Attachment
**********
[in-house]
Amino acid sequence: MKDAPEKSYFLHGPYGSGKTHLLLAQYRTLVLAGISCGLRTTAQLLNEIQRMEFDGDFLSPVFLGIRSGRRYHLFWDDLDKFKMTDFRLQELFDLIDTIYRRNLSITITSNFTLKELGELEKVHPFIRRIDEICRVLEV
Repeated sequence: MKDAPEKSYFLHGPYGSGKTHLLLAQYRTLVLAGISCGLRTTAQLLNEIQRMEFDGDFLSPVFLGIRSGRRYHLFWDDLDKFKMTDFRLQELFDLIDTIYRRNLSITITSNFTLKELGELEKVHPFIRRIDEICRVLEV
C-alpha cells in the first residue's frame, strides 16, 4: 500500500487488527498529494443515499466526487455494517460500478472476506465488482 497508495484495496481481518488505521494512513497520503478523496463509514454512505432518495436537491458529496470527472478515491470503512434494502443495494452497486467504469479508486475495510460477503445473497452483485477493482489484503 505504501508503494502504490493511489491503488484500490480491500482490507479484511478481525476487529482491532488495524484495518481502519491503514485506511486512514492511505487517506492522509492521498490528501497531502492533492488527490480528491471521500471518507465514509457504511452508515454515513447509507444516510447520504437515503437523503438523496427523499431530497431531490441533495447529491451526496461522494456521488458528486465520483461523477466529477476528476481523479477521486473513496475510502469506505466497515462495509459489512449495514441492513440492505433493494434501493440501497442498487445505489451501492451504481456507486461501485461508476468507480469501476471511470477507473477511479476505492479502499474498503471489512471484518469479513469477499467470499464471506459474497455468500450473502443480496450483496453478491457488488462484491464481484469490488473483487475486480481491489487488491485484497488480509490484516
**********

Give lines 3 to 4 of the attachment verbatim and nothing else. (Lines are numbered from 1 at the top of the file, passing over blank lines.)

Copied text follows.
Repeated sequence: MKDAPEKSYFLHGPYGSGKTHLLLAQYRTLVLAGISCGLRTTAQLLNEIQRMEFDGDFLSPVFLGIRSGRRYHLFWDDLDKFKMTDFRLQELFDLIDTIYRRNLSITITSNFTLKELGELEKVHPFIRRIDEICRVLEV
C-alpha cells in the first residue's frame, strides 16, 4: 500500500487488527498529494443515499466526487455494517460500478472476506465488482 497508495484495496481481518488505521494512513497520503478523496463509514454512505432518495436537491458529496470527472478515491470503512434494502443495494452497486467504469479508486475495510460477503445473497452483485477493482489484503 505504501508503494502504490493511489491503488484500490480491500482490507479484511478481525476487529482491532488495524484495518481502519491503514485506511486512514492511505487517506492522509492521498490528501497531502492533492488527490480528491471521500471518507465514509457504511452508515454515513447509507444516510447520504437515503437523503438523496427523499431530497431531490441533495447529491451526496461522494456521488458528486465520483461523477466529477476528476481523479477521486473513496475510502469506505466497515462495509459489512449495514441492513440492505433493494434501493440501497442498487445505489451501492451504481456507486461501485461508476468507480469501476471511470477507473477511479476505492479502499474498503471489512471484518469479513469477499467470499464471506459474497455468500450473502443480496450483496453478491457488488462484491464481484469490488473483487475486480481491489487488491485484497488480509490484516